Welcome to Day 4!

Now it’s time make some decisions about your “set”, otherwise known as your video background.

The Background

Your production quality goes a long way to establishing trust.

In movies and journalistic productions, a lot of effort goes into creating, or finding the perfect location to shoot. Why? Because it sets the scene, and is part of the story.

But we are not creating a Hollywood film here. It is important to ensure your background fits with your brand, and is pleasant to look at, but this does not mean that it needs to be fancy. You do not want your background to be the focus. You are the focus.

The most import thing to remember about choosing a background when shooting with an iPhone is keep it as simple and distraction free as possible. When you are shooting with a DSLR camera, you have the option to blur your background out to minimize distractions and let the viewer focus solely on you. This is not the case with the standard smartphone camera app.

With a bit of in app trickery, however, some smartphones can now apply a fake background blur effect to photos and videos. For example, this feature is available in the Instagram app. It is a post-filming effect and is not perfect so you may not always like the effect.

For this reason, when shooting with a smartphone, I recommend you cheap your background as simple an distraction free as possible. You don’t want to be competing for attention with a bookshelf backed with coloured books and trinkets.

For inspiration take a look at the videos produced by the Alpha M YouTube channel. Entrepreneur Aaron Marino has created thousands of videos in the Men’s Personal Care niche with a background of a simple wall and a background light, and it looks great.

You can make millions of dollars without fancy sets and equipment. It’s definitely ok to keep it super simple.

If you do want more than a plain wall behind you, here are a few ideas to help you decide on the background for your video, as well as some pros and cons for each.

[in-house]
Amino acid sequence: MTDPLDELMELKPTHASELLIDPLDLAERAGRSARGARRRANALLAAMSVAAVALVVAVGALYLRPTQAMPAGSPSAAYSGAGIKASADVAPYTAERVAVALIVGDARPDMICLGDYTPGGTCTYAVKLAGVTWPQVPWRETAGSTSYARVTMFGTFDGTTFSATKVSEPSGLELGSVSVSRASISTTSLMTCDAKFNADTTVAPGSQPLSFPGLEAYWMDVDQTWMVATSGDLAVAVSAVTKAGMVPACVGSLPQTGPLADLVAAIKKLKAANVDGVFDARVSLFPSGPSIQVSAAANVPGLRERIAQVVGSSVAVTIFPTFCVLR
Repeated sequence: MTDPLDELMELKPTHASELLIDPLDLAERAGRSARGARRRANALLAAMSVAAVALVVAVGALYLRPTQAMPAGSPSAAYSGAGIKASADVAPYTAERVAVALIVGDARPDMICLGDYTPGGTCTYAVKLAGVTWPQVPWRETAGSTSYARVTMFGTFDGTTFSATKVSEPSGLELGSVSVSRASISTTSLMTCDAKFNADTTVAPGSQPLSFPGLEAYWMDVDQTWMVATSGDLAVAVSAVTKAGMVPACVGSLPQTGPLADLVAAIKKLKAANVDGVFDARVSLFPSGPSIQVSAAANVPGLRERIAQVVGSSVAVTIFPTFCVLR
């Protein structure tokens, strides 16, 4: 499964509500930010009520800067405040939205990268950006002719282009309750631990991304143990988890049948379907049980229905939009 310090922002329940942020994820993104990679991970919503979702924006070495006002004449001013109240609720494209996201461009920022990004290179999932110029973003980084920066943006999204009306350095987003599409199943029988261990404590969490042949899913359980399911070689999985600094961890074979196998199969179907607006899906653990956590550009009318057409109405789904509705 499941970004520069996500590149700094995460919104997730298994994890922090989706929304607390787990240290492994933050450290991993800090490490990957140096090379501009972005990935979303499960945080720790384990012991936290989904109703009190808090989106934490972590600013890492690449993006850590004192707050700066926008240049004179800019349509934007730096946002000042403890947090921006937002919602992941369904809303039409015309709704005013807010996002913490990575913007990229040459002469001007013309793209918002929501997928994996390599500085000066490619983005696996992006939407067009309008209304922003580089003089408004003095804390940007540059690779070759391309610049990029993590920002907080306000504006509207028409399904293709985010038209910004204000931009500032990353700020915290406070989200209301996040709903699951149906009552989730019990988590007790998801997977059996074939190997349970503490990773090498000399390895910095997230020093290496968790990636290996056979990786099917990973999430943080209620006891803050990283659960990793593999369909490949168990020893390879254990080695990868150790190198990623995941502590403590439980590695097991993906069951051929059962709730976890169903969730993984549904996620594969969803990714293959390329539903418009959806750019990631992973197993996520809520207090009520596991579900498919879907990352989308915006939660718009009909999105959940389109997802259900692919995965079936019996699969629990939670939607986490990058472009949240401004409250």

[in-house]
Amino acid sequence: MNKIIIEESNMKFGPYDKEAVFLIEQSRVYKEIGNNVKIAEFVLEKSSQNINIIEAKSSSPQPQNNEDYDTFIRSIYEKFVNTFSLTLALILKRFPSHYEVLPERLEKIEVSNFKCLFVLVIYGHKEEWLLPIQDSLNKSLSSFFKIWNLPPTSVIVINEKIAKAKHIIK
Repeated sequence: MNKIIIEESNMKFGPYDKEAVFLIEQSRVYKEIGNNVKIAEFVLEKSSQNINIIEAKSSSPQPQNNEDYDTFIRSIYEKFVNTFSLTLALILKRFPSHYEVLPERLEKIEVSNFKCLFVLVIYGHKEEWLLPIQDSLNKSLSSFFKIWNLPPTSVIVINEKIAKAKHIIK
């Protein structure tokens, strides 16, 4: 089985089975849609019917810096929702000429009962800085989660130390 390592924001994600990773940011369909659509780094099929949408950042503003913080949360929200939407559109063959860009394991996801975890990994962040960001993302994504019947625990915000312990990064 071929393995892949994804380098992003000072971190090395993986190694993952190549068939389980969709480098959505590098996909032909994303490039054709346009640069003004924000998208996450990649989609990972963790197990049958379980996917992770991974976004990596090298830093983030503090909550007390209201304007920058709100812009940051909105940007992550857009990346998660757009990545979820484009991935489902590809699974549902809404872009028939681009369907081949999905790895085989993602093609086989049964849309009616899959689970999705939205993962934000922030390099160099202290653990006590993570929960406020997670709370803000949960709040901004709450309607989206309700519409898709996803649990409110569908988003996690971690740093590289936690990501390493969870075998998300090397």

Collapsible background on a stand – This is compact and easy to store, and quick to set up. But it can also require the use of studio lights to ensure it is evenly lit.

Paper background on a stand – You have a huge colour range to choose from. But it can also require the use of studio lights to ensure it is evenly lit

Natural indoor setting – Like I am using here. It ads authenticity and is interesting, but it requires a nice aesthetic, and helps to use colors that suit your brand, and, if it’s a room you use daily in your house, it can be difficult to keep clean and tidy every time you want to shoot video. It can also be distracting if the background is not blurred.

Natural outdoor setting – It can be inspiring and interesting, but it can be distracting due to noise, and you can’t control the elements like harsh sun, wind and rain.

Green screen – this gives you a huge range of background options and can be very effective, but there is considerable learning curve to get it right, and you need to have a space to keep it permanently set up to be able to produce videos regularly and efficiently.

The trusty plant – putting plant behind you on a simple narrow table, against a wall, can give a bit of interest, but not ben to distracting. It’s a simple set up. I can’t think of and cons for this.

The most import thing is you want to remove as much friction from the process as possible. You want simple and easy. To get videos out there quickly, just shoot from a place that you can use often, that take no or next to no time to set up, that has great lighting, and has a very simple background because you want people focused on what you’re saying.


Something else to consider the “rule of thirds”, when you are framing yourself in your video. For talking head shots, which is what I am doing now – you can see my head and my shoulders and chest. If you are any closer than that to the camera, it can get uncomfortable for the viewer.  It feels like that creepy guy or girl at the party who invades your personal space by standing way too close.

Close-ups, talking head shots, and even half body shots which are a bit further out, give the most meaningful viewer experience, because they highlight facial your expressions and body language.

The Rule of Thirds

Something that many people get really wrong, when they are just starting out, is their positioning in the shot. Here is a little trick that can help you overcome positioning issues.  Just divide your frame into thirds by imagining two horizontal and two vertical lines that divide the frame equally. You should be placed at, or near, one of the intersecting points. You can also position yourself in the centre of the shot, but always remember to keep your head around the 1/3 mark.

The mistake many people make is to position their head at the center point of the shot, leaving ½ the frame empty above their head. Do this and it can look like you are sinking in quicksand!


  • Watch the Alpha M YouTube channel to see that simple can work well.
  • Find a location which has good natural light and minimal distractions in the background
  • Do a short practice video (just talk about something random), and watch it on your computer
  • Make adjustments as necessary.

That’s it for day 4.

Don’t let indecision kill your progress. Make a decisions, work with what you have as best you can… and most importantly, keep it simple.

See you tomorrow!


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